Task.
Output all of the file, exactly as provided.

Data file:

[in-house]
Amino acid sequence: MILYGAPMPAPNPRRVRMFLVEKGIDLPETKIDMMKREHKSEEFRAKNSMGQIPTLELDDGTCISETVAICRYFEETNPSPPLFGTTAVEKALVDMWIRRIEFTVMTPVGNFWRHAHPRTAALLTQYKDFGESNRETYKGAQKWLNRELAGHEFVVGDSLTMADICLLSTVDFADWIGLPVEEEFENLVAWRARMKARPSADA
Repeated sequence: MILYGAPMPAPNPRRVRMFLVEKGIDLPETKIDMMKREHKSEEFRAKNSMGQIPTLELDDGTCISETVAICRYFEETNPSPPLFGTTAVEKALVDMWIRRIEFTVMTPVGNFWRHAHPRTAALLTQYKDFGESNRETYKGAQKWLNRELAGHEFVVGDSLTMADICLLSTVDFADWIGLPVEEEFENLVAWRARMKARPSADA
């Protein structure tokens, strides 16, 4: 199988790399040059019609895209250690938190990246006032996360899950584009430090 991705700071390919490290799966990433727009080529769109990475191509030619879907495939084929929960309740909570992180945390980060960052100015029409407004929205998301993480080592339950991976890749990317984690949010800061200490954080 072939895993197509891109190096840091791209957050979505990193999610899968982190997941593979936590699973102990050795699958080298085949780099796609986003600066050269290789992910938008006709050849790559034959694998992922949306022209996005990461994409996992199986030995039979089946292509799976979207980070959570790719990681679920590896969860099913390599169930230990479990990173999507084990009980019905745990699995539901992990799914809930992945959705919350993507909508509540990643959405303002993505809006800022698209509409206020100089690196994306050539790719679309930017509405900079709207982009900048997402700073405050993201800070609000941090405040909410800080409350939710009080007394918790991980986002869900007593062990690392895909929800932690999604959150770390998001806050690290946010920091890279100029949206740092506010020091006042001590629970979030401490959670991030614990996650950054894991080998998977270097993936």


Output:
[in-house]
Amino acid sequence: MILYGAPMPAPNPRRVRMFLVEKGIDLPETKIDMMKREHKSEEFRAKNSMGQIPTLELDDGTCISETVAICRYFEETNPSPPLFGTTAVEKALVDMWIRRIEFTVMTPVGNFWRHAHPRTAALLTQYKDFGESNRETYKGAQKWLNRELAGHEFVVGDSLTMADICLLSTVDFADWIGLPVEEEFENLVAWRARMKARPSADA
Repeated sequence: MILYGAPMPAPNPRRVRMFLVEKGIDLPETKIDMMKREHKSEEFRAKNSMGQIPTLELDDGTCISETVAICRYFEETNPSPPLFGTTAVEKALVDMWIRRIEFTVMTPVGNFWRHAHPRTAALLTQYKDFGESNRETYKGAQKWLNRELAGHEFVVGDSLTMADICLLSTVDFADWIGLPVEEEFENLVAWRARMKARPSADA
């Protein structure tokens, strides 16, 4: 199988790399040059019609895209250690938190990246006032996360899950584009430090 991705700071390919490290799966990433727009080529769109990475191509030619879907495939084929929960309740909570992180945390980060960052100015029409407004929205998301993480080592339950991976890749990317984690949010800061200490954080 072939895993197509891109190096840091791209957050979505990193999610899968982190997941593979936590699973102990050795699958080298085949780099796609986003600066050269290789992910938008006709050849790559034959694998992922949306022209996005990461994409996992199986030995039979089946292509799976979207980070959570790719990681679920590896969860099913390599169930230990479990990173999507084990009980019905745990699995539901992990799914809930992945959705919350993507909508509540990643959405303002993505809006800022698209509409206020100089690196994306050539790719679309930017509405900079709207982009900048997402700073405050993201800070609000941090405040909410800080409350939710009080007394918790991980986002869900007593062990690392895909929800932690999604959150770390998001806050690290946010920091890279100029949206740092506010020091006042001590629970979030401490959670991030614990996650950054894991080998998977270097993936």